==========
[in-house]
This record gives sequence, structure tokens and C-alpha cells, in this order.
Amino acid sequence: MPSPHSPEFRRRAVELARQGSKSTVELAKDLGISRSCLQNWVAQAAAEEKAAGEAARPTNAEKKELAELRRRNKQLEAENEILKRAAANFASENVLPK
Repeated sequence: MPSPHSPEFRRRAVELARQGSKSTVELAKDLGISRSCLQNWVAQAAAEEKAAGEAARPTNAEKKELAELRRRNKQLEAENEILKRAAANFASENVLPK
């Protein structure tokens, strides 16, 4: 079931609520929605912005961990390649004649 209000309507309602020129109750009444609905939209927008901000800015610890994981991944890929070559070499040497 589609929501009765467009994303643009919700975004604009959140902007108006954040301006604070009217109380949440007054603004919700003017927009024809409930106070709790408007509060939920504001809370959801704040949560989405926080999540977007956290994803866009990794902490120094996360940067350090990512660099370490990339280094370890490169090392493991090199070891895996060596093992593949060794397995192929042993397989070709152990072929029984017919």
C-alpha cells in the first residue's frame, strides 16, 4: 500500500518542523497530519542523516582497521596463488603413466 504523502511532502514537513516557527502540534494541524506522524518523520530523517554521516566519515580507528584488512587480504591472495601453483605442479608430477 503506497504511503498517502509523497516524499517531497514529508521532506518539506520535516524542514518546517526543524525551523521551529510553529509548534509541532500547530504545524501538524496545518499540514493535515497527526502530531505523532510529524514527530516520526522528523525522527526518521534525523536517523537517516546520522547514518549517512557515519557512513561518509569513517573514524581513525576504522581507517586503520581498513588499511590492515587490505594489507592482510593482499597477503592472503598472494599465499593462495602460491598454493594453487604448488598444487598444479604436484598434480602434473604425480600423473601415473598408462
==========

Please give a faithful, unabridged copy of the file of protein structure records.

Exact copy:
[in-house]
This record gives sequence, structure tokens and C-alpha cells, in this order.
Amino acid sequence: MPSPHSPEFRRRAVELARQGSKSTVELAKDLGISRSCLQNWVAQAAAEEKAAGEAARPTNAEKKELAELRRRNKQLEAENEILKRAAANFASENVLPK
Repeated sequence: MPSPHSPEFRRRAVELARQGSKSTVELAKDLGISRSCLQNWVAQAAAEEKAAGEAARPTNAEKKELAELRRRNKQLEAENEILKRAAANFASENVLPK
């Protein structure tokens, strides 16, 4: 079931609520929605912005961990390649004649 209000309507309602020129109750009444609905939209927008901000800015610890994981991944890929070559070499040497 589609929501009765467009994303643009919700975004604009959140902007108006954040301006604070009217109380949440007054603004919700003017927009024809409930106070709790408007509060939920504001809370959801704040949560989405926080999540977007956290994803866009990794902490120094996360940067350090990512660099370490990339280094370890490169090392493991090199070891895996060596093992593949060794397995192929042993397989070709152990072929029984017919």
C-alpha cells in the first residue's frame, strides 16, 4: 500500500518542523497530519542523516582497521596463488603413466 504523502511532502514537513516557527502540534494541524506522524518523520530523517554521516566519515580507528584488512587480504591472495601453483605442479608430477 503506497504511503498517502509523497516524499517531497514529508521532506518539506520535516524542514518546517526543524525551523521551529510553529509548534509541532500547530504545524501538524496545518499540514493535515497527526502530531505523532510529524514527530516520526522528523525522527526518521534525523536517523537517516546520522547514518549517512557515519557512513561518509569513517573514524581513525576504522581507517586503520581498513588499511590492515587490505594489507592482510593482499597477503592472503598472494599465499593462495602460491598454493594453487604448488598444487598444479604436484598434480602434473604425480600423473601415473598408462